Nissan’s premium offshoot Infiniti wasn’t around in the 1940s; it only came into being in 1989.
However, the newly unveiled Prototype 9 gives a strong hint at what a grand prix race car from the brand would’ve looked like if they did exist pre-WWII.
Revealed at the 2017 Pebble Beach Concours d’Elegance, Prototype 9 is a sleek, open-wheeled electric retro-roadster that represents a reimagining of a 1940s race car and incorporates time-honoured production techniques to realise its retro design, such as hand-beaten panels from Nissan Motor Corporation’s Takumi master craftspeople.
Less retro is the race car’s powertrain, which features an electric motor and battery from Nissan’s Advanced Powertrain Department – a nod to the future that intentionally contrasts with the car’s traditional materials and techniques.
This powertrain links a 30 kWh high-voltage battery with a prototype electric motor, which hasn’t appeared on a production vehicle before. It produces 120 kW (the equivalent of 146bhp) and 320 Nm (or 236 lb ft) of torque to drive the rear wheels via a single-speed transmission.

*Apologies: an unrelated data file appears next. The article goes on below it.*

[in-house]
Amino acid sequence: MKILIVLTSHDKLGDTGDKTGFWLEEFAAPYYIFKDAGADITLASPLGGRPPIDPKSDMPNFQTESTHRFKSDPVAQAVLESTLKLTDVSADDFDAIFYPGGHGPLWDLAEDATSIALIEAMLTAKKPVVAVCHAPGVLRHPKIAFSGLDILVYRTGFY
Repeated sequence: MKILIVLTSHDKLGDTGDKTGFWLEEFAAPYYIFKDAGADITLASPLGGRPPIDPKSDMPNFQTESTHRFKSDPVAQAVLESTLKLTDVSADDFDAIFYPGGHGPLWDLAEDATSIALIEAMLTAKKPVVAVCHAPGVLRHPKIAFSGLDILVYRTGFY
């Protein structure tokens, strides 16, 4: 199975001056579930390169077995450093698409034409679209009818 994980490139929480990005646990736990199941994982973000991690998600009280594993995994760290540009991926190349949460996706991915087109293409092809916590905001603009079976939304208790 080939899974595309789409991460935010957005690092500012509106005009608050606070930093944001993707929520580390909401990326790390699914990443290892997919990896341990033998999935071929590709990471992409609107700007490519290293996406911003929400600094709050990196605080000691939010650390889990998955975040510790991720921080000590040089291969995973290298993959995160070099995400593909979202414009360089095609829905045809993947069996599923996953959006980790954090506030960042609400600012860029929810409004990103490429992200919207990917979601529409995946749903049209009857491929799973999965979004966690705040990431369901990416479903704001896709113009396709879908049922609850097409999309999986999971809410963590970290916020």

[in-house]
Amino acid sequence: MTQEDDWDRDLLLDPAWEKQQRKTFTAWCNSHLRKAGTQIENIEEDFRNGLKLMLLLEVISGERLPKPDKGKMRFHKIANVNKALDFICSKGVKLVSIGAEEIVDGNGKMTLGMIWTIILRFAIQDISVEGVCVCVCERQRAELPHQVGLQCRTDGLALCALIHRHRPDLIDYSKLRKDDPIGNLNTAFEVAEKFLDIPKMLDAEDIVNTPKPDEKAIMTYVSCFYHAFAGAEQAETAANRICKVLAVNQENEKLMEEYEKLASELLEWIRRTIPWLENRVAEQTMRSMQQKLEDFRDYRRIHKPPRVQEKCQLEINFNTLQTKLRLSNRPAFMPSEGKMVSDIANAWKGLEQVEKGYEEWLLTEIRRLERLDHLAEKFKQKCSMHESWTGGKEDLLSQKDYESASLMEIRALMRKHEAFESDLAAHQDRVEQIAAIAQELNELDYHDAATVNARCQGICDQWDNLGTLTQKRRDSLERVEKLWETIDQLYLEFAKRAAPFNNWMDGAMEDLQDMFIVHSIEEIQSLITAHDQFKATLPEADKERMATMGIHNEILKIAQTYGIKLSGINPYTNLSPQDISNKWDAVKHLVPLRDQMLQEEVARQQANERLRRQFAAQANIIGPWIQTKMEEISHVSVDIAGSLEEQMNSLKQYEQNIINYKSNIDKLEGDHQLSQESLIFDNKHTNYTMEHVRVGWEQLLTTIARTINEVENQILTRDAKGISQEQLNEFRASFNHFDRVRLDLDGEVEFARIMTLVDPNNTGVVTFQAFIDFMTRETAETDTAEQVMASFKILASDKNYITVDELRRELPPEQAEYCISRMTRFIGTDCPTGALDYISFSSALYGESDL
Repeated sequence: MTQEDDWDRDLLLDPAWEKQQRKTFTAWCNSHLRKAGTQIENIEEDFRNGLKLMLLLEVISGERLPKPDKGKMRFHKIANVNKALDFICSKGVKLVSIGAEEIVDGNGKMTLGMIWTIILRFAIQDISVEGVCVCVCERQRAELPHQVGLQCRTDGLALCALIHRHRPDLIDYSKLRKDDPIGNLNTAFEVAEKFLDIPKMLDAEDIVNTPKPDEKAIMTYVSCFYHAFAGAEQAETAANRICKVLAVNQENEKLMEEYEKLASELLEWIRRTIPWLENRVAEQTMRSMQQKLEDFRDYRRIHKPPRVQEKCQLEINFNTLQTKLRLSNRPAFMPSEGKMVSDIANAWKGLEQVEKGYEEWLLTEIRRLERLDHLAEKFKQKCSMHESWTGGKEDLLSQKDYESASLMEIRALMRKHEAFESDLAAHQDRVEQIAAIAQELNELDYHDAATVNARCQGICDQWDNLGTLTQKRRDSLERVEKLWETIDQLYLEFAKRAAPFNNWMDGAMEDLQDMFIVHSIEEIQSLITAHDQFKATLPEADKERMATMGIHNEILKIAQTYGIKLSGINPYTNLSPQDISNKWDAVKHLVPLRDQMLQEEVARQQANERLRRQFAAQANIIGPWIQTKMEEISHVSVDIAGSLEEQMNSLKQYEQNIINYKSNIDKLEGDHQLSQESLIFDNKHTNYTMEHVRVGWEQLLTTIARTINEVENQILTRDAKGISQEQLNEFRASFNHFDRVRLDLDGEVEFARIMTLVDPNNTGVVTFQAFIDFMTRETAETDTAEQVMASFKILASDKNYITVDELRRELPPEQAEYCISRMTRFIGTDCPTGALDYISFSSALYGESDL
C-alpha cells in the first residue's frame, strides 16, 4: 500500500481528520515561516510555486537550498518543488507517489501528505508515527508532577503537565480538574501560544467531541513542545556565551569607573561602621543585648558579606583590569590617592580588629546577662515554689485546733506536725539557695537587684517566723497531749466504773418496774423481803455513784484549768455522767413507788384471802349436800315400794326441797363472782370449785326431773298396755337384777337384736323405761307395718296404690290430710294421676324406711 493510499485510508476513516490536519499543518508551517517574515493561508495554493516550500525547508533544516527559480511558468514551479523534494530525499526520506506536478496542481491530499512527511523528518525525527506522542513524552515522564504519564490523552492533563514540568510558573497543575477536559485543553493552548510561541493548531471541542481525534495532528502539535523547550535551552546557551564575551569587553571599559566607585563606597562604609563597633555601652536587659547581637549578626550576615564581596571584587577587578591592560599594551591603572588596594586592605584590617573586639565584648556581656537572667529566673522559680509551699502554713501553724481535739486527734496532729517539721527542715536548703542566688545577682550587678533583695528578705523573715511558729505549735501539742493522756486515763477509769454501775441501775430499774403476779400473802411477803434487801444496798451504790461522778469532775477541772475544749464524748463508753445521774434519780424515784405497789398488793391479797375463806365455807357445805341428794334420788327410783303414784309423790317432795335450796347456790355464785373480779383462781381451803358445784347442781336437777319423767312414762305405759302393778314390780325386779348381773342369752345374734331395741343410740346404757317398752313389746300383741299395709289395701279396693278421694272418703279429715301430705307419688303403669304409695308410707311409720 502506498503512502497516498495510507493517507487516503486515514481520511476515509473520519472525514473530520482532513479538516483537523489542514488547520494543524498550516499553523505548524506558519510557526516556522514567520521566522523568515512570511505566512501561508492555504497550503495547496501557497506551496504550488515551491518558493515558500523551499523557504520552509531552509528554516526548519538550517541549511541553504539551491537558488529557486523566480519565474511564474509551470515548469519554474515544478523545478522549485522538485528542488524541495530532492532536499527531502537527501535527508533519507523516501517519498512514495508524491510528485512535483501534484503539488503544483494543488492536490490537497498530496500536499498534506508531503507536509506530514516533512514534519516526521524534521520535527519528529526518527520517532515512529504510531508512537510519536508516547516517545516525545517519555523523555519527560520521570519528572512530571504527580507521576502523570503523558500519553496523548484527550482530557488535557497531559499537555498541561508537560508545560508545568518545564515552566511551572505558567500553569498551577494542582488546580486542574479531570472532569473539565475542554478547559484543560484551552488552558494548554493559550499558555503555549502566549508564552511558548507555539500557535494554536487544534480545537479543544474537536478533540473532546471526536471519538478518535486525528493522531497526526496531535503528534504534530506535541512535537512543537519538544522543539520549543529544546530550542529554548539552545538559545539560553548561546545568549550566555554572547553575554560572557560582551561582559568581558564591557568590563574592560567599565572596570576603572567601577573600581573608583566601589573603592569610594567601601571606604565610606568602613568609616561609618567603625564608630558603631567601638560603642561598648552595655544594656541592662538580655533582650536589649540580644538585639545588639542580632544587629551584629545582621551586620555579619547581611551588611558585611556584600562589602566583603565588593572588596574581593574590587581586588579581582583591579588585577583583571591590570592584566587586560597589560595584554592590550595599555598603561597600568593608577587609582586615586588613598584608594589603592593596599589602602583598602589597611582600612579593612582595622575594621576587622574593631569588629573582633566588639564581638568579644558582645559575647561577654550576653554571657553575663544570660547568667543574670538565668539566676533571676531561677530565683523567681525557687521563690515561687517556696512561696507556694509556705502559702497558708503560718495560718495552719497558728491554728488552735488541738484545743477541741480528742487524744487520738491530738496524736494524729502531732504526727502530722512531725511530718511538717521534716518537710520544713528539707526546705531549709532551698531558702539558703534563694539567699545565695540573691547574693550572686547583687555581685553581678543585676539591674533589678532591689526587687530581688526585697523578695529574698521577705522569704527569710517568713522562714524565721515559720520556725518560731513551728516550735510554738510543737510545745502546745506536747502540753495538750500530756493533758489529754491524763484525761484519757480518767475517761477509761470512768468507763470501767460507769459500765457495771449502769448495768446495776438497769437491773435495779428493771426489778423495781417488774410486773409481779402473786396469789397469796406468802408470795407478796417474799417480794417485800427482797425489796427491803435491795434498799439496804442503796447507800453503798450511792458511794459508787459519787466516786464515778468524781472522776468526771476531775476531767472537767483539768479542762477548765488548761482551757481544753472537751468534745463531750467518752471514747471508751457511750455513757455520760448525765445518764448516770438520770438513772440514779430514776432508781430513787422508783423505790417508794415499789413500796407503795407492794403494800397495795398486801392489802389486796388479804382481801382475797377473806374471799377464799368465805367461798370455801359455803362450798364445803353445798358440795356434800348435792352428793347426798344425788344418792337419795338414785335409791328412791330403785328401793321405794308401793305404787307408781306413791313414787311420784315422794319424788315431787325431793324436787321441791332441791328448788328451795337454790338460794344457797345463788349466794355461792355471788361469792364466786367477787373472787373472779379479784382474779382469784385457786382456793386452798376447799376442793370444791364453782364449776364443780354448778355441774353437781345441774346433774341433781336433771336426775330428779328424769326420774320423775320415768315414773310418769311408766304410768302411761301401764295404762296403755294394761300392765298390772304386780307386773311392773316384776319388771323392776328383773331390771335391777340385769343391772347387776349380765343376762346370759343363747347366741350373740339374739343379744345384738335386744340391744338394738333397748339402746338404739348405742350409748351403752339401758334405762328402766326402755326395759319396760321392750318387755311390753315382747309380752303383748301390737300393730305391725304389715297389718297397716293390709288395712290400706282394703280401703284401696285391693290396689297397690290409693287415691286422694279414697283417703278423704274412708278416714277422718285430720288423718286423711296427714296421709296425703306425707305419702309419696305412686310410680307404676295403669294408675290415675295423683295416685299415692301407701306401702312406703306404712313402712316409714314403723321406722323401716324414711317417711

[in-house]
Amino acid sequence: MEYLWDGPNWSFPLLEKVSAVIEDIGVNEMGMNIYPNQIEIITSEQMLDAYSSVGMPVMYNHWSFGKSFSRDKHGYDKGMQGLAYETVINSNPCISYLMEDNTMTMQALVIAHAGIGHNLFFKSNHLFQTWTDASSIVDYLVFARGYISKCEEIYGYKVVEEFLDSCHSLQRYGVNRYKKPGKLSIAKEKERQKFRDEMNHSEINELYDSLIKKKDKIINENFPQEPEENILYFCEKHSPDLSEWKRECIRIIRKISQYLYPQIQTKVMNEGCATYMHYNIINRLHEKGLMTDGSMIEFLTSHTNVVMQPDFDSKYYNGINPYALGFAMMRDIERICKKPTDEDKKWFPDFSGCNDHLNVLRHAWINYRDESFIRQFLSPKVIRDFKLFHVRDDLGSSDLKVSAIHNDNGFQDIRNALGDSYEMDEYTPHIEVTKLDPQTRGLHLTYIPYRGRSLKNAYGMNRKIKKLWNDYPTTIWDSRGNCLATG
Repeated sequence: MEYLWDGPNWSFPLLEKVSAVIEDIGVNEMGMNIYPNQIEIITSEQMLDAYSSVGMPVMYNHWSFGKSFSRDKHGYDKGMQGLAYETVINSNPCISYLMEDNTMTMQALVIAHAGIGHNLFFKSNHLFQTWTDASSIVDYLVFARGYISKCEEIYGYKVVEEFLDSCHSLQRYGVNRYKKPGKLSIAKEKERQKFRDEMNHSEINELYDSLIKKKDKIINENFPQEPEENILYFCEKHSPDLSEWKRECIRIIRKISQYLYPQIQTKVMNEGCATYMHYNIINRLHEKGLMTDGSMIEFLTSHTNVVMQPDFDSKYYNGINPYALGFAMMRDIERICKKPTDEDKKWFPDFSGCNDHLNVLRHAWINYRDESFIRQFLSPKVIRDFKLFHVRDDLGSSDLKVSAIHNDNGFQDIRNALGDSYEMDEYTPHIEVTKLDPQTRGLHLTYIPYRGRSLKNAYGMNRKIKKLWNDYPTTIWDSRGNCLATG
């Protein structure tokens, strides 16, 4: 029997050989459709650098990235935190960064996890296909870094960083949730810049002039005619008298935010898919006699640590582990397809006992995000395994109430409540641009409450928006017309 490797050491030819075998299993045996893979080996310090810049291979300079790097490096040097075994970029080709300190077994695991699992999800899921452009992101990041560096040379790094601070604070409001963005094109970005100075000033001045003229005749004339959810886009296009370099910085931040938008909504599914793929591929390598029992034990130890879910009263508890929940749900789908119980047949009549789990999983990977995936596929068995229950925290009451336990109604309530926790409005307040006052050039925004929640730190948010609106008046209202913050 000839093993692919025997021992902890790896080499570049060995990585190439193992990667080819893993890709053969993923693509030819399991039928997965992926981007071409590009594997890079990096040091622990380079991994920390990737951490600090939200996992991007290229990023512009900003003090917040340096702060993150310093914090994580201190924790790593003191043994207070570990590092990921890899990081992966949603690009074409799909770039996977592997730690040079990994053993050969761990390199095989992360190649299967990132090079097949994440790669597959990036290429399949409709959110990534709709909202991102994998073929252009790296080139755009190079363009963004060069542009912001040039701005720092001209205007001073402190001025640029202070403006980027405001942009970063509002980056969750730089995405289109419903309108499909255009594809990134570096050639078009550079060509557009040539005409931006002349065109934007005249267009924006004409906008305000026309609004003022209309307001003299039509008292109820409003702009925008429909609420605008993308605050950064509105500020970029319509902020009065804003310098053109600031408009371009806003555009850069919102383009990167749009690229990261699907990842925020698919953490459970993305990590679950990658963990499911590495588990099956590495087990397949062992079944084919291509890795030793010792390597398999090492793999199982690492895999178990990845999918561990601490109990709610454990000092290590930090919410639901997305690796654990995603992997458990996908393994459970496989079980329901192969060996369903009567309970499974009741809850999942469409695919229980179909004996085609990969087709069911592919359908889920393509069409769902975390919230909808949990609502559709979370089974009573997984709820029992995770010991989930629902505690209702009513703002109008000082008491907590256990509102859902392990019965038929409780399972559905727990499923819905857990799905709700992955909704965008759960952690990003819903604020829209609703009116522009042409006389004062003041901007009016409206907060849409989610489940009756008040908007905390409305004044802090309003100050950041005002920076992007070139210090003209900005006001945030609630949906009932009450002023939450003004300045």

In short, this means Prototype 9 has a top speed of 105.6mph and can sprint to 62mph from a standing start in 5.5 seconds.
Typically, the lithium-ion batteries used in EVs don’t last for too long when performance is tested and as such, the car will only last for 20 minutes under heavy track use.
Alfonso Albaisa, Infiniti’s senior vice president for global design, said they had to produce a prototype because the sketches for the race car were stunning and the idea was so compelling.
“As other departments became aware of this, they volunteered their time to create a working vehicle,” he added.
The car’s stunning bodywork is made from steel body panels, hammered into shape by the Takumi, and wrapped around a steel ladder frame.
Its cabin features no distractions from the road ahead with minimal switchgear, while the steering wheel rotates around a fixed central hub, housing the driver’s instrument gauges.
Prototype 9 required countless hours of careful construction, all of which were contributed voluntarily by Infiniti staff.
Mr Albaisa concluded by saying: “The beautiful execution of Prototype 9 represents a combination of artistry, craftsmanship and commitment to a romantic notion of our heritage.
“It inspired our people to work on Prototype 9 in their own time – as they were completely invested in the project and the details and features originated with them. Prototype 9 has been a labour of love for many of us.”